Helen Keller is an inspiring person for your children learn about. At 19 months, she became seriously ill. When she recovered, she could no longer hear or see. Yet, she overcame these barriers and went on to graduate from a prestigious college, write books, give speeches around the world and spend much of her adult life helping others with disabilities. Her teacher, Anne Sullivan, played a vital role in Helen’s education and remained a lifelong companion.
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We learned this and much more when we read Who Was Helen Keller? as part of our study of Women’s History. The boys completed fill-in the blank notebooking pages while we read, which can be downloaded below.
We also had fun learning alternative ways to communicate such as sign language and Braille. It was sobering for all of us to imagine the challenges Helen faced by taking part in these activities. I share them with you below so you can use them with your children, too.
Simulating Deafness and Blindness
To try to understand what it was like for Helen to interact with the world around her, we blindfolded ourselves and put ear plugs in and tried to take part in a regular activity. First, we tried drawing pictures. Then, we attempted walking down the stairs to our backyard and walking around the backyard. The boys soon realized how difficult it was and it was interesting to see how each dealt with the challenge!
I also gathered a variety of objects in a bag and the boys took turns feeling them while blindfolded and wearing plugs to see if they could tell what they were. They enjoyed this activity and did well. I stretched it by asking them to describe how they knew what the object was. Descriptive language and writing skills!!
Communicating by Writing on Hands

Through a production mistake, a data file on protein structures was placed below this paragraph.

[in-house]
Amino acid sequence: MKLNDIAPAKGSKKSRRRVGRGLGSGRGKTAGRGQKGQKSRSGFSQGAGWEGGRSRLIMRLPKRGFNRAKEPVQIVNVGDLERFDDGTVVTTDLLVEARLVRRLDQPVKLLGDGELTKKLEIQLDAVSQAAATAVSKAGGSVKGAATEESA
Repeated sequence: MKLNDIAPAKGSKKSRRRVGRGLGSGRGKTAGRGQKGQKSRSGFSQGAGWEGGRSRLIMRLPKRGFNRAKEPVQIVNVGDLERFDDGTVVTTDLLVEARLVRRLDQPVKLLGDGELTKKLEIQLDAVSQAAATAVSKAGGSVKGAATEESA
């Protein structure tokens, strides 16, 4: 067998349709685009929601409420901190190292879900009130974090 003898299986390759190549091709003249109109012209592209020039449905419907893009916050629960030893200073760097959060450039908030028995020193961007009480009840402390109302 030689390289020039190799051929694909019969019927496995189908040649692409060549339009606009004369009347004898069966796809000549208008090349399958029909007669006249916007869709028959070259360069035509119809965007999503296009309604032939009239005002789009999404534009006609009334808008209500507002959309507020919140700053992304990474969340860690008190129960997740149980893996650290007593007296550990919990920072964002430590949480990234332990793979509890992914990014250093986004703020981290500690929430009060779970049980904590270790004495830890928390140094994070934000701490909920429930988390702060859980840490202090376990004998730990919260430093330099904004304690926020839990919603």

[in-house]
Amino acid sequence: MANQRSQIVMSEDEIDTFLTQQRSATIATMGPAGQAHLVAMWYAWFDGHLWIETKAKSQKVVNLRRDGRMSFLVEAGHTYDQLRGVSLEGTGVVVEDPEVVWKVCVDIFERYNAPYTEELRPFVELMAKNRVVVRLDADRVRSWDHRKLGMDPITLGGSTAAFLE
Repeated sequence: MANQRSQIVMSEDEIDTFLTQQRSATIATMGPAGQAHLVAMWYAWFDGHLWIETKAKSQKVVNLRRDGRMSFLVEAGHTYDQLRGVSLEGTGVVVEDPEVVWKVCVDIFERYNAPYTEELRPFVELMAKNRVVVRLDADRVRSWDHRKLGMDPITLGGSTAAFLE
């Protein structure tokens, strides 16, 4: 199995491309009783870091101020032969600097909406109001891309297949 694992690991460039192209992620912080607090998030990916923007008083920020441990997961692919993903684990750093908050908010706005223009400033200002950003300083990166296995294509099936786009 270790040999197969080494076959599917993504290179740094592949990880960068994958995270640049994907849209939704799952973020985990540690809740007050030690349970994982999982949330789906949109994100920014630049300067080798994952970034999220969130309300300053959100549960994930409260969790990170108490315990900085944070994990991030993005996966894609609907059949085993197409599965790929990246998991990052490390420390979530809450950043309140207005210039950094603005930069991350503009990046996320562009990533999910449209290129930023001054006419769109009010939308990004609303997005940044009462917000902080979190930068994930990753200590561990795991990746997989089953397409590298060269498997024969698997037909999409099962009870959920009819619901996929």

One of the first ways Anne taught Helen to communicate was by writing words on her hand. It was a little while before Helen understood what Anne was doing. We tried writing on each other’s hands to see if we would be able to understand what was being written. It was really hard! I don’t know how Helen learned to communicate this way with no prior knowledge of the alphabet!
Learning Sign Language
Helen never learned formal sign language since she was blind, but before Anne Sullivan became her teacher, she made up some of her own signs in an attempt to communicate with her family. Learning sign language is a fun activity for children and adults and would be a great addition to a study of Helen Keller. Children could practice making up their own signs and then research how close they came to the actual sign for that word. You could also watch the videos below to learn some formal signs.
Here is a video to teach you the alphabet in sign language. If you learn the alphabet, then you can spell any word you want.
If you would like a printable chart of the alphabet, click here.
This video teaches a lot of basic words:
Reading and Writing with Braille
Helen learned to write by using paper placed over a wooden writing board with grooves in it. She also learned to read Braille and then was able to read books on her own. We thought it would be fun to learn to read and write a little bit of Braille ourselves.
I made a sentence in Braille for the boys to read. We used a Braille alphabet to decipher it and then punched holes in it so we could actually feel the Braille. The boys also came up with their own words and sentences for others to read. We plan on looking for Braille in the community as well. Elevators are usually a good place! You can replicate this activity at home with our FREE printable below.
Download the notebooking pages and Braille printables:
Overall, the boys enjoyed this hands-on study and gained a new appreciation for the difficulties Helen and others with disabilities have to overcome. To implement this unit study at home, give yourselves about 3-4 hours over the course of a week. Your children may really enjoy parts of it and want to spend even more time.
Other Helen Keller Resources to Check Out
Helen Keller’s Books:
This book contains raised pictures and Braille to help children imagine what it would be like to experience books as a person who is blind. Here are some great lessons you can do with it:
Art: Organized Chaos
Philosophy: Teaching Children Philosophy
The Miracle Worker: The most recent version was made in 1997, but there are also versions from 1962 and 1979. All three are available through Amazon Prime.
The American Foundation for the Blind: Helen worked here in her later years.
Learn more about Braille from BrailleWorks.
Other Resources You May Enjoy: